A recent article in Time magazine reported that in the second quarter of this year 29% of new car loans were for 8 years. Due to the way cars depreciate, that means that five years from now tens of thousands of people will be driving cars that are worth significantly less than the loans they have on those cars.
While there have always been a few people with bad credit who bought cars using shaky financing, this new wave of auto debt is fueled by people with good credit who just want more car than they can afford. And they are willing to pay for it, even though there is no good logical reason for them to do so.
One might argue that a family needs a good car, but no one can logically argue that they need one so expensive that they must take out an 8 year loan to pay for a car that in five years will have very little value left. It's financial suicide, yet, it is also becoming extremely common.
This is propelled by our society's desire to have more, even when we can't afford it. This is the age old monster of greed raising up in a new reincarnation. It is greedy for financiers to offer these loans. It is greedy for car dealers to suggest them. It is greedy for consumers to buy cars using them. Five years from now when those cars are worth a lot less and the loan still has three more years on it, there will be plenty of blame to go around. But the deal will be done and the damage will be done.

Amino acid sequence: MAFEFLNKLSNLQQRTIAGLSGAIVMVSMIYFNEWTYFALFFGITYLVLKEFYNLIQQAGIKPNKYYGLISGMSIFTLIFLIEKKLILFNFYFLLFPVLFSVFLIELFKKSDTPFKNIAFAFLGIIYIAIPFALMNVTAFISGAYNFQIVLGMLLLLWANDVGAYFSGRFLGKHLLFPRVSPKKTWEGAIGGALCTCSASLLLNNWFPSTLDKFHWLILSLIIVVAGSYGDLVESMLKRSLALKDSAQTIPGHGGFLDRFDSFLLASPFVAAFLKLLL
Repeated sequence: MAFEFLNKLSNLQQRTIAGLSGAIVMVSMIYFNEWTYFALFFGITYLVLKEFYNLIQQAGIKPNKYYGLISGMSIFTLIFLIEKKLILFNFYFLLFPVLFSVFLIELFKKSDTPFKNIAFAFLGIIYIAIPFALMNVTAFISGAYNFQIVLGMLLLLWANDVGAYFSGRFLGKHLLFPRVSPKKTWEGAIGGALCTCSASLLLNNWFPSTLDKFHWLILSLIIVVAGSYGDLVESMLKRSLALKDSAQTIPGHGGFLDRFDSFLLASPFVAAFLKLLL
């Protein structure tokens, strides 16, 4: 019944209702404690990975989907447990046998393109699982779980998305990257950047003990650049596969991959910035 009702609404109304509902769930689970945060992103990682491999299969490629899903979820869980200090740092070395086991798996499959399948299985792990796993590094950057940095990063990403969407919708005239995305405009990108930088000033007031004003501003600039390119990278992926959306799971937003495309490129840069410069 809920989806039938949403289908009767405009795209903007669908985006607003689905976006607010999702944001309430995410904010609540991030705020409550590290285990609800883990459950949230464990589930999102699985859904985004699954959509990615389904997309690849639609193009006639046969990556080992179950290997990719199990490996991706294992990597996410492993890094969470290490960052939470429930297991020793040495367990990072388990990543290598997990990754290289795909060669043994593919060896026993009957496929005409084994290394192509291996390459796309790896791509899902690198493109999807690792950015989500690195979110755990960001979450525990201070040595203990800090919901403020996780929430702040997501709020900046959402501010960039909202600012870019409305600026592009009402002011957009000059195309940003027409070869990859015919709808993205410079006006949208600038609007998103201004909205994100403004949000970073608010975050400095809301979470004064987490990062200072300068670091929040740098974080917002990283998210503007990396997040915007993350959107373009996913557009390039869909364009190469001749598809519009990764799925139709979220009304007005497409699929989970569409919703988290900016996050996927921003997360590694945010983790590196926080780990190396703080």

Those of us who are Christians need to take seriously the Lord's words about debt. He spoke through the Apostle Paul to tell us to "not owe anyone anything, except to love on another." Christians who engage in debt driven accumulation of material items will have less resources to demonstrate love tangibly to those in need. If we hope to fulfil the law of Christ, we must resist our culture's desire to have what we cannot afford. We can choose to save longer and only buy what we can afford. We can choose to buy something less expensive. The choices we make about these things says a lot more about our faith than we may realize. Let us make sure our financial choices are proclaiming Christ's love to those around us.
Dr. Terry W. Dorsett has been a pastor, church planter, denominational leader and author in New England for more than 20 years. He is a happy husband, a proud father and adoring grandfather. He is a cancer survivor and believes that God works powerfully through times of suffering. He writes extensively and you can find all of his books at: